This is not a hip-hop group from the Atlantic shores of the United States of America, from one of the original British colonies that later became states all their own. When they say “England” they MEAN England. Afrosaxon are representing a “New England” with a whole new hip-hop attitude and mindset. There’s no tea and crumpets to be found here. Straight outta Bristol, the group is composed of rapper/producer Brother Nature and rappers Spike Fox and Madlox, with an extended supporting cast of other local rappers and singers. From their own bio they state the name Afrosaxon was chosen to pay tribute to their diverse heritage of being Jamaican, African, American AND English. Word up, nothing wrong with some diversity in hip-hop or rap groups these days.

Despite initial reservations over whether the English accents would make their lyrics tough to fathom, they are surprisingly crisp and clear. There’s not much trace of either Jamaican patois or British cockney, either of which can typically be found in UK exports. It is in fact possible to at times mistake Afrosaxon for a group that WOULD BE from the New England of the United States. Case in point is the slow-paced and hard sounding “Ghost Town – Crystal City,” which has some reggae influences musically but is straight up hip-hop lyrically:

“I got a friend for you to meet, relax I’ll pay you for your time
You wanna take a hit that’s fine
Now it’s way past 12, you’re in the dead zone
You can’t afford to party gotta find your own
Crank the phone, see who’s home
It doesn’t really matter least you’re not alone
Can’t find a ten bag all over town
Niggaz only got whites or browns
Wannabe around, gave you a pound (sound)
Found a crank ho with her panties down”

Gritty street narratives? Sex, violence, and drugs? That’s some typical hardcore underground hip-hop ish, except you’d expect the gruff voiced rapper above to be from New York or Cali in most cases. Not this time. Lyrically their verbals are not overwhelming, nowhere near “greatest thing since Earl Grey tea” status, but they are more than competent for both this album and compared to other unknown underground acts trying to come up. The members show solid execution of a variety of styles – AB structure flows, triple rhyme, quick tongue dexterity, and so on. One of the songs that is most solid verbally is the solo track “Spike Fox,” where the MC whose gruff voice sounds like a whole pack of fags (that’s cigarettes for you yanks) smoked at one time ties together stream-of-consciousness thoughts into a flowing verse:

“Eradicate the structure, third degree
It’s the Mr. Burns and the Rogers, start with the gun license
Slicin dicin, it’s my reaction
The kid with no comprehension
Master of fatalities and bags in the Osirus
It’s animated, yeah it’s the one and you gettin strangulated
The outdated, forsaken, hatin
It’s the Mr. X psychic powers
Long as we stay clean then devour”

Is there a point? Other than bragging that they “compose like Mozart” probably not, but then much more has been made out of much less in hip-hop before. With the verbal potential displayed here Afrosaxon shows promise to achieve much more, but in part their very ambidextrous nature is a hindrance to developing an identifiable style and sound. It’s impressive to be able to flip many styles, but it’s also impressive to flip one style really well. What holds Afrosaxon back the most though is the musical production. While at first the beats seem to be slightly more sophisticated than a 4-track demo, eventually the sound on tracks like “Give U What U Want” and “Powers of Persuasion” reveals a lack of depth in the studio. Beats tend to be looped and repeated for the long haul, with minor chord variations to prevent total monotony, and chorus breakdowns have a very synthetic keyboard sound. Drums sound flat, bass beats lack impact, and without sounding “whack” per se the notes tend to be uninspiring and lacking in any head-nod appeal. A few tracks escape this mediocrity – the smooth groove of “Can U Hear Me Now,” the swinging R&B stylings of “Playin Me” and the bonus track “You’ll Never Know” among others.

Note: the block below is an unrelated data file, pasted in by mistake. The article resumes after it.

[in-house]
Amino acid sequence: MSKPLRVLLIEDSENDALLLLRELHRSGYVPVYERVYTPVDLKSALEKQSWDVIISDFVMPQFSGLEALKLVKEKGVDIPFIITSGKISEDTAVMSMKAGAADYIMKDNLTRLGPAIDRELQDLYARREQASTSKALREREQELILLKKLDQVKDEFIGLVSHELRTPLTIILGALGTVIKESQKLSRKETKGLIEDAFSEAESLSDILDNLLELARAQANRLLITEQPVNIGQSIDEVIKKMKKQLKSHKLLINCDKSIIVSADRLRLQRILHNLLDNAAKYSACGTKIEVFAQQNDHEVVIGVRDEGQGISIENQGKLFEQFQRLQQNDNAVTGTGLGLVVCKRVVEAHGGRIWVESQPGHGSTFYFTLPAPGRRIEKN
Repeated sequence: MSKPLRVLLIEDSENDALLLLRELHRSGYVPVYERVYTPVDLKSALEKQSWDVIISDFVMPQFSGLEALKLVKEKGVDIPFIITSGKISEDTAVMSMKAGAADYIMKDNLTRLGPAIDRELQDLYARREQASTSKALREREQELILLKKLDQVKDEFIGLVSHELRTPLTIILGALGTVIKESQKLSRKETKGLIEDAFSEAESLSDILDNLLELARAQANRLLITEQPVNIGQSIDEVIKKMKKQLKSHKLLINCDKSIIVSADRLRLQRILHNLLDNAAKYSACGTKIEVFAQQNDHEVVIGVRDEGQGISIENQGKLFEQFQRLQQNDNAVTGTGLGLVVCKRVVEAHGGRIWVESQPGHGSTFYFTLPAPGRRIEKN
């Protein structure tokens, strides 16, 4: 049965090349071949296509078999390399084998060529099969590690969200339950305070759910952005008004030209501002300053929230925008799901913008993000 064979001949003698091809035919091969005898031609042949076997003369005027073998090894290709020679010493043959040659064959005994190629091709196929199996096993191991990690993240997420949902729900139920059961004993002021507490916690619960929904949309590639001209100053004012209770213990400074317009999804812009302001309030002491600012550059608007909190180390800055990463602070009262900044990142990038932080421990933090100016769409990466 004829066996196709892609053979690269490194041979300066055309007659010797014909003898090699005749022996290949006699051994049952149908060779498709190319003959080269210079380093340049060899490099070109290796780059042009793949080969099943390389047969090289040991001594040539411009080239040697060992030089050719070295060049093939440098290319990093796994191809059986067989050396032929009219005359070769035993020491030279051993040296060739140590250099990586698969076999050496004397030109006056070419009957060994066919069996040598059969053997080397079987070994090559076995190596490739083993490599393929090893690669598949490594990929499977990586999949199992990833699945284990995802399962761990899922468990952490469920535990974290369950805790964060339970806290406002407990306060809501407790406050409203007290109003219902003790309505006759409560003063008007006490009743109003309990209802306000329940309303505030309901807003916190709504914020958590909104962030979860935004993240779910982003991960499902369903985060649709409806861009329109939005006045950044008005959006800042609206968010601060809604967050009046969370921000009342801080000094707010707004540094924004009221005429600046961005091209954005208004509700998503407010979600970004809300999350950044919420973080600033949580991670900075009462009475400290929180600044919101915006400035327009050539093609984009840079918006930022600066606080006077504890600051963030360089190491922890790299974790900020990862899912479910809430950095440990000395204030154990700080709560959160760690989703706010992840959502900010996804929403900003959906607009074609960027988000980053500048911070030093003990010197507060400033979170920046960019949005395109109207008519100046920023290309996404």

The bottom line for Afrosaxon is that while they have a ready made gimmick due to their unique backgrounds and their willingness to invade overseas markets with their product, “New England” shows a group of artists who have great potential that they have yet to fully realize. This album could be the fine start to a musical career, or it might be the high water mark for what they can achieve. At this point there’s really no way to tell, but I’d advise caution on purchasing the album unless you’re ready to accept that as talented as they are the product is rough around the edges and not solid from start to finish. It’s not a knock on Afrosaxon to say that they could be greater, but it does stand to reason that with more time and effort lyrically plus better beats they’ll bring their new english style to the U.S. and elsewhere around the globe.

Afrosaxon :: New England